How to Put the Gun on the Wall

24 Sep
Ethan Rutherford's story "Dirwhals!" was published at FiveChapters and included in his debut collection The Peripatetic Coffin.

Ethan Rutherford’s story “Dirwhals!” was published at FiveChapters and included in his debut collection The Peripatetic Coffin.

By now, everyone knows the Russian story writer Anton Chekhov’s suggestion, “If you say in the first chapter that there is a rifle hanging on the wall, in the second or third chapter it absolutely must go off.” In workshop, if a story needs more tension, it’s not uncommon for someone to say, “Put a gun on the wall.” Students tend to take this advice literally and hang up not only guns but knives, axes, chain saws, and mean dogs.

So, what if you want to set up plot without literally hanging something on your story’s wall? The writer Ethan Rutherford demonstrates another method in his futuristic whaling story, “Dirwhals!” It’s included in his debut collection The Peripatetic Coffin, and you can read it now at FiveChapters.

How the Story Works

The story is about a whaling ship in the Gulf of Mexico–except that the Gulf has been drained of water, and the whales are large whale-like beasts that burrow through the sand. Most of the dirwhals have already been killed, and so the ships hunting them must travel into unknown areas. In this scene, a ship’s captain is speaking to his crew, and what he says will set up a plot point as neatly as putting a gun on the wall:

“But what he had come to tell us was now that we were moving further and further into the basin, those on watch were to be spotting for two things: dirwhals, and other shipper-tanks, which, given our current location, would most likely belong to the Firsties. A collective groan, followed by hissing, went up among the crew. Protection kooks, someone explained to me when I asked who the Firsties were. Bushard added: kamikaze environmentalists; degenerates; cultists; criminals. Capt. Tonker held up his hand for silence.

Their aim, he said, is to put us out of a job.”

The captain’s speech neatly lays out the stakes, not only the crew versus the Firsties but also the forces that are pushing them into a confrontation. Now watch how Rutherford uses these stakes to set the crew on a course that will determine the plot for the rest of the story:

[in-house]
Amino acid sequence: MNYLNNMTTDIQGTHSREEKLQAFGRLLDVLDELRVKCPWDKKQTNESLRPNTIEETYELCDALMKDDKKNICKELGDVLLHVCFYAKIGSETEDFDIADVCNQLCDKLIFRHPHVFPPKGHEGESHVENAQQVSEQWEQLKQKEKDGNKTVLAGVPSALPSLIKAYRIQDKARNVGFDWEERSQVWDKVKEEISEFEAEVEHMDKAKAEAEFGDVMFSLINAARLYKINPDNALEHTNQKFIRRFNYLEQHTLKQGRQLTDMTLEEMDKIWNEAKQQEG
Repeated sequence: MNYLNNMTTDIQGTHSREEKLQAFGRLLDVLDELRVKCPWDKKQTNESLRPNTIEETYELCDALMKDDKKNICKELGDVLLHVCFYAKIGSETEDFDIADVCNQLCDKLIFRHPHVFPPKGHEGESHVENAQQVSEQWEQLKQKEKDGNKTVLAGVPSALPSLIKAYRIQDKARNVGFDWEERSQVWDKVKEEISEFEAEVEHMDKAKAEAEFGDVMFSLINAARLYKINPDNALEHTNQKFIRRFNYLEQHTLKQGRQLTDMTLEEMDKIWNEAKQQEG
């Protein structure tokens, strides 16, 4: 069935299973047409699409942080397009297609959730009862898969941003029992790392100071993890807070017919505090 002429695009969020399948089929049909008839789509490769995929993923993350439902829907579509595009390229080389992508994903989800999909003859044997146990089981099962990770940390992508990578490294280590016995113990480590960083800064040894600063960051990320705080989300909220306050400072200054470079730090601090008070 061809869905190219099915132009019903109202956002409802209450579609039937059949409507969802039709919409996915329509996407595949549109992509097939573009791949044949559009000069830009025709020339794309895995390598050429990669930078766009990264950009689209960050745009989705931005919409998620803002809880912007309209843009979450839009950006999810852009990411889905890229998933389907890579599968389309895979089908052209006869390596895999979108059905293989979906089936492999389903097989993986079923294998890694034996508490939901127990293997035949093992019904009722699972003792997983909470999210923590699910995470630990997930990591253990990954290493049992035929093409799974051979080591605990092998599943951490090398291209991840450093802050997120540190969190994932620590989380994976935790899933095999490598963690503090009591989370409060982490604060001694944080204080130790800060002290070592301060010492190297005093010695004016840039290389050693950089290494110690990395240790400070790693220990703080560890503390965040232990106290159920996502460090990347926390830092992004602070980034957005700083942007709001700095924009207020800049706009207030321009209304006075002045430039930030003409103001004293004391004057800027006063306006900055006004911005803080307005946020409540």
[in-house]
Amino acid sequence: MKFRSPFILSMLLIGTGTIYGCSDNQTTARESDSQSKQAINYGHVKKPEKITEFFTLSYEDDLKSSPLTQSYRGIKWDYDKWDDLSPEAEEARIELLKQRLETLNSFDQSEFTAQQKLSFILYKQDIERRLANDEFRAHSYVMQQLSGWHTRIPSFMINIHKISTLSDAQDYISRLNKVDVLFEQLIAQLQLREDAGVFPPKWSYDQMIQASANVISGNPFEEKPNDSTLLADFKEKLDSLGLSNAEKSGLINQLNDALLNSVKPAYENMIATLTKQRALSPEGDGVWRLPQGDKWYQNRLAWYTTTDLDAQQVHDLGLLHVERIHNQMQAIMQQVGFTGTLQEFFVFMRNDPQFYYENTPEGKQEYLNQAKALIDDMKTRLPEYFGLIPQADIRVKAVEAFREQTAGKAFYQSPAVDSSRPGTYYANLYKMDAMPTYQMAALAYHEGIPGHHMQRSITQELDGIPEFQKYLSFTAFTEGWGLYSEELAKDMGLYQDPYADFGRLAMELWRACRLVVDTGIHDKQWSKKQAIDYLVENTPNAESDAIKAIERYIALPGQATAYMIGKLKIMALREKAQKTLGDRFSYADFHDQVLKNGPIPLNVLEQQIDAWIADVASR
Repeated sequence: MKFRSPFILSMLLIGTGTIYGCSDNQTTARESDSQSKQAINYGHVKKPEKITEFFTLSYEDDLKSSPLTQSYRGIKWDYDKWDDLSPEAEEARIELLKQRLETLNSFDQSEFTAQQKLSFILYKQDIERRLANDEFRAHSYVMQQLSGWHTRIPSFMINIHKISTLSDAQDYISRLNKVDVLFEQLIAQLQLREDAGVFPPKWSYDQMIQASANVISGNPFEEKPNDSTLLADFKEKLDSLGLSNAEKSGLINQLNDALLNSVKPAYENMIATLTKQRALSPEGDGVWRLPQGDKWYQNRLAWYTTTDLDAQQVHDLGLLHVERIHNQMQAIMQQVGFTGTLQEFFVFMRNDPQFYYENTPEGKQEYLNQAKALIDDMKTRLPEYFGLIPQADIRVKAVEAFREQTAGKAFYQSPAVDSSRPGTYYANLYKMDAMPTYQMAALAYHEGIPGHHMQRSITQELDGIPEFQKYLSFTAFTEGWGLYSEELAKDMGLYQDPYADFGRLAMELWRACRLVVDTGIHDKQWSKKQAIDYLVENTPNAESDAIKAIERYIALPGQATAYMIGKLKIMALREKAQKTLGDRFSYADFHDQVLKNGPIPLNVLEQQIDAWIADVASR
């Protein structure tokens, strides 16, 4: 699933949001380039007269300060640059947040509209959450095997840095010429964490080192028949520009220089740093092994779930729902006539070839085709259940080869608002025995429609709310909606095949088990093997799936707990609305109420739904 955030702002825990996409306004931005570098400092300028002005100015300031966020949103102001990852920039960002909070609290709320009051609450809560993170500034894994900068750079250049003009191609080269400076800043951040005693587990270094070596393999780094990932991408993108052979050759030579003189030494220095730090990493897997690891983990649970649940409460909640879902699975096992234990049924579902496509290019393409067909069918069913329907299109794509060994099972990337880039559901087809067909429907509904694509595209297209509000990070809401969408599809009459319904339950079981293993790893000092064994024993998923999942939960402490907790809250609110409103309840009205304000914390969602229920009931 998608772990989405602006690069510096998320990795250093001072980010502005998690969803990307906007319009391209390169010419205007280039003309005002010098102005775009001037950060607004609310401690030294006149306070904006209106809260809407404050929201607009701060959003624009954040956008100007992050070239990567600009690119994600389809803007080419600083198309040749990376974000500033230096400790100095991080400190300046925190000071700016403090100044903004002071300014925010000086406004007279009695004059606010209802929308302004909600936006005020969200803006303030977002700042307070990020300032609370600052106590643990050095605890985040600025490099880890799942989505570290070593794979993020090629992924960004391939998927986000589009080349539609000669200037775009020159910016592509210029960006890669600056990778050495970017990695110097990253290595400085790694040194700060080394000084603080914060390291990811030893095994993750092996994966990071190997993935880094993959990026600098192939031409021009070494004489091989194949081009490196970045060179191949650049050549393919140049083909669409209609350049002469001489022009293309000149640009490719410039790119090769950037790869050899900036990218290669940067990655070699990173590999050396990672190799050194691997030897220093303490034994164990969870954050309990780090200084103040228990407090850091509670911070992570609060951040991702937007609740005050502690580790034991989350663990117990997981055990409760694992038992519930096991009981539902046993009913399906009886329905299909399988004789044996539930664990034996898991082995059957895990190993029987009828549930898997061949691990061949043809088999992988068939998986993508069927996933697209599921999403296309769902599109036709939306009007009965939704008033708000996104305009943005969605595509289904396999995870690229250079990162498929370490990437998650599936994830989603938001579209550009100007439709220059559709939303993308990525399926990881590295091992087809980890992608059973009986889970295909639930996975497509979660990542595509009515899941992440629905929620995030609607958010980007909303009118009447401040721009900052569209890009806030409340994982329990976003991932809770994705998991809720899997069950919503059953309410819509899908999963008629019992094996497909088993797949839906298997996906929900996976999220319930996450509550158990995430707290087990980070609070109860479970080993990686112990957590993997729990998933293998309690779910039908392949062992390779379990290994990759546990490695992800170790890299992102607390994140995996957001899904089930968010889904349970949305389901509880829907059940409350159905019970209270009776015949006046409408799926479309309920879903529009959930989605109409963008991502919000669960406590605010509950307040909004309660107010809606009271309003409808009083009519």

“So, his order: spot the Firsties, and report them, but under no circumstances were we to engage, even if provoked. They had cameras, they wanted us to fire on them, and they would stop at nothing to manufacture an incident, even if it came at great cost to their organization. He asked us if we understood. We answered: yes, of course.”

As savvy readers, we know that the crew will run into the Firsties and things will not go according to plan. The certainty of that encounter is the gun on the wall. The decisions that lead the crew into that inevitable encounter is the story’s plot.

The Writing Exercise

Let’s use the captain’s speech in “Dirwhals!” as a model for how to set up plot:

  1. Choose a resource that can be exhausted. In “Dirwhals!” that resource is the whale-like creatures. But most things in the world exist in limited quantities: time, money, and jobs but also less tangible things like patience and endurance.
  2. For most resources, there is one side that wants to deplete the resource and another side that wants to conserve it. For the resource that you chose, what are those sides?
  3. Let a spokesperson for one of the sides explain the situation that will lead to an inevitable confrontation with the other side. So, if the story is about a woman who works 50 hours a week and in her off-hours takes care of her kids and maintains the integrity of the house and family, she will feel that her time is limited. If her brother calls and says that their mom can’t take care of herself and so should move in with the woman, the woman will obviously not feel that such an arrangement is possible. But, let’s say her brother is in the army and about to be deployed overseas. Now, you have two sides: one (the brother) pushing to deplete an already limited resource (the woman’s time), and another (the woman) trying to conserve what little time she has left to herself. Imagine the rant she might deliver to her husband or kids about the situation–imagine if that rant ends with “One of these days, my brother and I are going to have it out, and that will be the end of things.” What follows–the events that lead to that confrontation–is the story’s plot.
  4. If you want, you can outline those events.

Good luck with this exercise. You may find that a plot outline is not necessary. Knowing where the story is headed can sometimes guide you as much as any outline.

5 Responses to “How to Put the Gun on the Wall”

  1. michaelalexanderchaney September 24, 2013 at 8:02 p09 #

    a great post with good advice.

    • michaelnoll1 September 24, 2013 at 8:02 p09 #

      Thanks! If you haven’t read Rutherford’s collection, you should check it out. All of the stories are pretty amazing.

  2. Rachel Jones September 28, 2013 at 8:02 p09 #

    Nice! Chekhov’s quote is one of my favorites – I have it up above my desk. I really like your advice here, and I love your detailed writing exercise.

    • michaelnoll1 September 28, 2013 at 8:02 p09 #

      Thanks, Rachel. Yes, Chekhov’s quote is great. It’s a reminder to drive the action forward using the items you’ve already given your story. Thanks for your comment!


  1. An Interview with Ethan Rutherford | Read to Write Stories - September 26, 2013

    […] (To read Rutherford’s story “Dirwhals!” and an exercise based on plot development, click here.) […]

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